Why the US will gain nothing from seeking to contain China

April 26, 2016 / scmp.com

In the midst of escalating tensions between the US and China, particularly in the East and South China seas, serious questions are being raised about the future of peace, security and prosperity in the region. Reflecting on these tensions, we need to return to the founding principles that originally brought wealth and mutual prosperity to both nations.

Much has been written about China’s “peaceful rise”. And with this meteoric rise there has been an increase in military modernisation and its assertiveness. This has raised concerns among China’s neighbours regarding its intentions.

Beijing, for its part, has not helped to clarify these intentions. Instead, President Xi Jinping (習近平) muddled the situation when he declared that China would not “pursue militarisation” of the South China Sea, then proceeded to install surface-to-air missile batteries on Woody Island in the Paracels and conduct exercises to shoot down unmanned aircraft. It has created not only a credibility issue but also elevated concerns about his ability to command the military.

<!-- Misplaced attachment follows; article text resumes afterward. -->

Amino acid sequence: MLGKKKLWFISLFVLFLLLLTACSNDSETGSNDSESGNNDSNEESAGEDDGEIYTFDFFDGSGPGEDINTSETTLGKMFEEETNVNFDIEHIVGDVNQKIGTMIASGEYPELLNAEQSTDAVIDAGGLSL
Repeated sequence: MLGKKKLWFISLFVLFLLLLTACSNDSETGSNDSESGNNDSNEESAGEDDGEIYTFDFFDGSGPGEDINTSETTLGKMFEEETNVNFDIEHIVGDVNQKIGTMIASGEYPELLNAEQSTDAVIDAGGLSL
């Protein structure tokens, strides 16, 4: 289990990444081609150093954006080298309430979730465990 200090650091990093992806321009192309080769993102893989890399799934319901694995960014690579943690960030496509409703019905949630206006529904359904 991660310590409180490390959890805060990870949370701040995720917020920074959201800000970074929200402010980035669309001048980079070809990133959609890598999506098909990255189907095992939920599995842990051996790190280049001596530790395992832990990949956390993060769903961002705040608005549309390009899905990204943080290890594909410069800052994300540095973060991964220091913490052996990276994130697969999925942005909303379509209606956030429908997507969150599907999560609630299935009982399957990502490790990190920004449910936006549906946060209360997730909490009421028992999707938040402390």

For its part, the US has responded to China’s rise by blowing the dust off of the old containment playbook of the former Soviet era and modifying it with an element of economic engagement. This “congagement” (containment and engagement) would seek to contain China militarily while continuing to engage it economically.

China wants peace and prosperity in the region. Yet, its actions create precisely the opposite conditions. Washington claims it welcomes China’s peaceful rise. Yet, it treats China like a parvenu that doesn’t fit into the American-led world order. Therefore, Beijing continually needs to be humbled.

If Washington really wants peace and prosperity in the region, words must be matched by deeds. Cold-war mindsets like “mutually assured destruction” will not work in the more nuanced Sino-American relationship. The Chinese experience, beginning with colonial America, has been more a case of economic engagement that worked towards “mutually assured prosperity”. Read more…

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